Appellants argue at length that they properly raised the defense of the statute of frauds and that, contrary to a finding of the trial court, they never waived that defense. We need not discuss these matters, since it is conceded by respondent that the defense of the statute was an issue in the case and that the finding of waiver was without support. We may say we agree that the statute was properly in the case as a defense. However, the findings, supported by substantial evidence, show that the contract made was not within the statute of frauds since the property bargained for was delivered into the possession of respondent and while in his possession after such delivery was fully paid for. When the bargain was made respondent, a former employee of Crag, was in a hospital recovering from an accident involving the loss of a leg. There Lessard visited him and the two men came to the agreement found by the court. The evidence as to their conversation is conflicting and it is apparent that, as the trial judge once remarked, the bargain they made was somewhat ‘fantastic’, but it was proved to the satisfaction of the trial court and we are bound by that court's findings. Respondent was an experienced logger and had been doing such work for Crag for some time. The generous nature of the bargain may have been in part motivated by the sympathy of Lessard for respondent's misfortunes and by a desire to help him. But Crag received ample consideration for the bargain made. The tractors were in bad shape, needing expensive repairs. Crag desired to get rid of the logging operation and yet obtain a supply of logs for its mill. If the price at which it sold, that is, the balance owed by it upon the tractors, was generous as to respondent, it was yet substantial. The evidence that the bargain was made was sufficient. As soon as respondent got out of the hospital he took delivery of the tractors and started logging for Crag. There was deducted $2 per thousand board feet from sums earned from logging and the same was credited upon the contract. Appellants dispute this credit and claim that there was no contract of sale and that the sums, instead of being credited upon the purchase contract, were a charge against respondent for rental of the tractors. We shall say more about this later.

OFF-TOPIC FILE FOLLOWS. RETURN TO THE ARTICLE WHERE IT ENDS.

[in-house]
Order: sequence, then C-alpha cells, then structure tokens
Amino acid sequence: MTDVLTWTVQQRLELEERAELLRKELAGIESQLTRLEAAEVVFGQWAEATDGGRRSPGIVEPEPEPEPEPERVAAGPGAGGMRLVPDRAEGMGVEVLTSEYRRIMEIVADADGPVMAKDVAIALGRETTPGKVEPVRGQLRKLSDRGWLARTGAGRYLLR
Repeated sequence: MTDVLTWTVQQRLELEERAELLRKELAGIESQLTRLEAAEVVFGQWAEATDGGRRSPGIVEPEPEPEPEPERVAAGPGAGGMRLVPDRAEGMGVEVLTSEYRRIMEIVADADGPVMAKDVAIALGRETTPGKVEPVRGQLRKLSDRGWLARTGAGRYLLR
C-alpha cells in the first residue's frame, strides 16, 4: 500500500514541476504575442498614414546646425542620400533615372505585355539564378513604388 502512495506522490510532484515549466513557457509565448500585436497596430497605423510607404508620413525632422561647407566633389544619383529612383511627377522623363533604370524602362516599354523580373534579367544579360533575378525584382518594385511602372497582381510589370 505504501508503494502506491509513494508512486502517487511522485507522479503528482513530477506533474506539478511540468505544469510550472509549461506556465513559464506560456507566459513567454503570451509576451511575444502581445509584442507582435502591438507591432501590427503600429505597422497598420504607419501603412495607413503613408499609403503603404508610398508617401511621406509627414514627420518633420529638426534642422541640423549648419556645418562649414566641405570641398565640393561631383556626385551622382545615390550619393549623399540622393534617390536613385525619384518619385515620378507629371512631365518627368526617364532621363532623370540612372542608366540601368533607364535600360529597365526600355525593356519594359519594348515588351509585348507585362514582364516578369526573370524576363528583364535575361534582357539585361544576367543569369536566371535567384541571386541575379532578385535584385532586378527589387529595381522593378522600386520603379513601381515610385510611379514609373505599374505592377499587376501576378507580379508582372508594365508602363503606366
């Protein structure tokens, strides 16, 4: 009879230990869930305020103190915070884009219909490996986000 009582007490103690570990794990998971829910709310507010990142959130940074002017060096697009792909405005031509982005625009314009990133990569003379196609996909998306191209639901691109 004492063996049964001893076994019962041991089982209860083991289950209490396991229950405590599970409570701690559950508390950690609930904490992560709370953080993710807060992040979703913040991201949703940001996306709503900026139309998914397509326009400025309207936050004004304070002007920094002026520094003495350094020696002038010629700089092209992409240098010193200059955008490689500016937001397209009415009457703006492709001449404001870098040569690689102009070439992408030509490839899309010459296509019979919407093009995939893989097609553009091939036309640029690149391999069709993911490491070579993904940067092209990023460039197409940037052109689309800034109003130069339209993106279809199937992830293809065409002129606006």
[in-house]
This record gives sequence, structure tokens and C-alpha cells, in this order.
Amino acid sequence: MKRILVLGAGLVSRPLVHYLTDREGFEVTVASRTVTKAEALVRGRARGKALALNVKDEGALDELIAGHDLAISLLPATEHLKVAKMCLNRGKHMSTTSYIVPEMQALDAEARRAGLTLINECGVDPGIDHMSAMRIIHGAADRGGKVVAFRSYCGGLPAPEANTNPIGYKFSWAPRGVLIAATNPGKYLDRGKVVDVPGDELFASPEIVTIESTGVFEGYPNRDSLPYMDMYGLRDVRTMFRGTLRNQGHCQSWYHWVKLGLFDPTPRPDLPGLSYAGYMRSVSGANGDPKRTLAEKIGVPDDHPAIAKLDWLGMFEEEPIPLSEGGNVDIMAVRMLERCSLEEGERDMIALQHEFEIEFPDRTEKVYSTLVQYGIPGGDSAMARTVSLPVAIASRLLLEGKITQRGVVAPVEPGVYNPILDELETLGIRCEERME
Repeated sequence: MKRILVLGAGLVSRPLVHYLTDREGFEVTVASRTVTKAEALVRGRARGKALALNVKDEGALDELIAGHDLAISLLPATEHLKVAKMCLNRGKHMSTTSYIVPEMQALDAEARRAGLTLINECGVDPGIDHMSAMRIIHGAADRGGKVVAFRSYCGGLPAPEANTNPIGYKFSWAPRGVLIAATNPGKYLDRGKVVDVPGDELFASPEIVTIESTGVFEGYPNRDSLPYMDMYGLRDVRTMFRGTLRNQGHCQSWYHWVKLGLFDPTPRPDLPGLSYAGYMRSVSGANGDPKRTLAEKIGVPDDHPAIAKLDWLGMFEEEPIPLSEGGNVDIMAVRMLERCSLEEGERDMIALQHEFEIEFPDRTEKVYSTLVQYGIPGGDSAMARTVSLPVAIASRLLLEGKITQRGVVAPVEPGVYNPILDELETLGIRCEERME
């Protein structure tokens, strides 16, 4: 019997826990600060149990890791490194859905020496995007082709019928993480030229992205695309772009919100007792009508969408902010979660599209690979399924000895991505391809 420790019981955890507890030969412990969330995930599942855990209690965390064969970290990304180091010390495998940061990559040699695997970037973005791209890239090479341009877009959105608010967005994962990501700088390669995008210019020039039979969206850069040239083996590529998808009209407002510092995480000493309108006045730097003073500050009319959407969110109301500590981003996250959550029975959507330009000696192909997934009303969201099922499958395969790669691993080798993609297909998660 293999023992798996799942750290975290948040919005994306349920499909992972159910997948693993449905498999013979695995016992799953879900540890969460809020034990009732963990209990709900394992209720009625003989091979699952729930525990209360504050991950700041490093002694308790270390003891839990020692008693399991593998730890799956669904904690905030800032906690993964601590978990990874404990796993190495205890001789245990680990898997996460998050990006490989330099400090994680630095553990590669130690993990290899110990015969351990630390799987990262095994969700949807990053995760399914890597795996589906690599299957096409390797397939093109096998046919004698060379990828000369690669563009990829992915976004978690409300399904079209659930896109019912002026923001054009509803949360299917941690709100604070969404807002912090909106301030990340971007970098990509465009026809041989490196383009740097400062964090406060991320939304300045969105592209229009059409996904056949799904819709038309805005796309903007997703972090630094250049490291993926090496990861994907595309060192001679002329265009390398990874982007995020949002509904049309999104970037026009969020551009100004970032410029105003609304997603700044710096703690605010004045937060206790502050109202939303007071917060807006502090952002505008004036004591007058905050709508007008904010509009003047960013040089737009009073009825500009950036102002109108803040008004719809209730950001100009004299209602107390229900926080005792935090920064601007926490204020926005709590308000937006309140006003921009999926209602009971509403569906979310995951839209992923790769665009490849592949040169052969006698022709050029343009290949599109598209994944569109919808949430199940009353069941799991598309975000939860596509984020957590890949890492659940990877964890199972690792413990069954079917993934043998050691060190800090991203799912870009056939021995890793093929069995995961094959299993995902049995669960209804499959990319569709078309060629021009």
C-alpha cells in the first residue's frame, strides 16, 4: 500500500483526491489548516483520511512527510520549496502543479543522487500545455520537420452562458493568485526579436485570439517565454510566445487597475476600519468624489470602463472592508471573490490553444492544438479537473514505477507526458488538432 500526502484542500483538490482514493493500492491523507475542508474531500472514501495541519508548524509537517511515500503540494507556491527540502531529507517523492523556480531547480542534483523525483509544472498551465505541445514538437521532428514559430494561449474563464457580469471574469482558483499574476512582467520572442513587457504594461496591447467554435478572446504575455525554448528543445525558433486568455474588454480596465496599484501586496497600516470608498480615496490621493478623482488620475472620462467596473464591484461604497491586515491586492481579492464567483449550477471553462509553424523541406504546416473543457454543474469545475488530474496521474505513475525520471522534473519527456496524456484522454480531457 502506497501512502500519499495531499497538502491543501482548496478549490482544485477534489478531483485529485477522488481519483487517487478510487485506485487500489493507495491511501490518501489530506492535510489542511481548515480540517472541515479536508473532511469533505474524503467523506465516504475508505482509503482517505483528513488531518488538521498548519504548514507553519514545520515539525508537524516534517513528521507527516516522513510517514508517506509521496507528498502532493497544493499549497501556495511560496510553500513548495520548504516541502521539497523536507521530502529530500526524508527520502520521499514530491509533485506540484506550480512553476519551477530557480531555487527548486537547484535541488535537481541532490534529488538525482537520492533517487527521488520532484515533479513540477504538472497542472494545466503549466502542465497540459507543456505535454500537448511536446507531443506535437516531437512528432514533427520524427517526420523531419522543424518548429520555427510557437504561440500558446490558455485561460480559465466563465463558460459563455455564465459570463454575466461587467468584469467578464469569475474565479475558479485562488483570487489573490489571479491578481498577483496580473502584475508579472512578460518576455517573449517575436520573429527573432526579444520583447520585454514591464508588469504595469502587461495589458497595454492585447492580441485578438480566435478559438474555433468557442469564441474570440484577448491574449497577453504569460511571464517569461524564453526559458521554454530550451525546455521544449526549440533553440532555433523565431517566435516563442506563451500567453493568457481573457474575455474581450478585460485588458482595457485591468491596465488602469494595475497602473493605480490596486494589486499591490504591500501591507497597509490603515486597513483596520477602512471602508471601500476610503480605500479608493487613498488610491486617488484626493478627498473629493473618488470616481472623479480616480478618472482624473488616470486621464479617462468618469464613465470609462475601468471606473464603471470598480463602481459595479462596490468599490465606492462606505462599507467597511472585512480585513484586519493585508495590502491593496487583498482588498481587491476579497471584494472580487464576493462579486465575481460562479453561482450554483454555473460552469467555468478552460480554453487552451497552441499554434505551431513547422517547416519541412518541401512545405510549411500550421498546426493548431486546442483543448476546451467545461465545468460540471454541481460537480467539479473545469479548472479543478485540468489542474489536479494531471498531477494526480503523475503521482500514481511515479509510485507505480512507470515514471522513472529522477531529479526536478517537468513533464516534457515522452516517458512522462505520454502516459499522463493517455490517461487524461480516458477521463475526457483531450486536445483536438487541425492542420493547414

There is another reason why the defense of the statute of frauds failed and that is because of the estoppel of appellants to assert the statute. As stated, the court found, and the finding is supported by substantial evidence, that when the bargain had been orally arrived at respondent requested that it be reduced to writing and Lessard refused, saying there was no need, that his word was good and he would live up to the oral contract. The doctrine of estoppel to assert the statute of frauds has been consistently applied by the courts of this state to prevent fraud that would result from refusal to enforce oral contracts in certain circumstances. Such fraud may inhere in the unconscionable injury that would result from denying enforcement of the contract after one party has been induced by the other seriously to change his position in reliance on the contract or in the unjust enrichment that would result if a party who has received the benefits of the other's performance were allowed to rely upon the statute. In many cases both elements are present. Thus not only may one party have so seriously changed his position in reliance upon, or in performance of, the contract that he would suffer an unconscionable injury if it were not enforced, but the other may have reaped the benefits of the contract so that he would be unjustly enriched if he could escape its obligations. Monarco v. Lo Greco, 35 Cal.2d 621, 624–626, 220 P.2d 737. Either element may be sufficient and in this case we find both present. As will be seen later, respondent did not bargain to pay rent for the tractors. Collateral to the bargain to purchase the tractors or perhaps as a part of it, respondent undertook to log for Crag. There is evidence that in addition to the two tractors being purchased from Crag, plaintiff put to work in the Crag woods a third tractor which he was purchasing from another source and permitted the same deduction per thousand to be made for the work produced by this third tractor. He reasonably hoped, as the record shows, to get the benefit of his bargain by paying out on the purchase price of the tractors, thus obtaining title thereto and reaping, in addition, whatever profit he might derive from the enterprise. If the contract is not enforced he will have paid for the tractors and will not receive them. On the other hand, appellants will retain them and will have received the other benefits of the bargain. In addition, they will retain the sums by which respondent overpaid his obligation. The trial court found that these considerations amounted to an estoppel on the part of appellants to assert the statute and we think the evidence sustains the court's findings in this regard.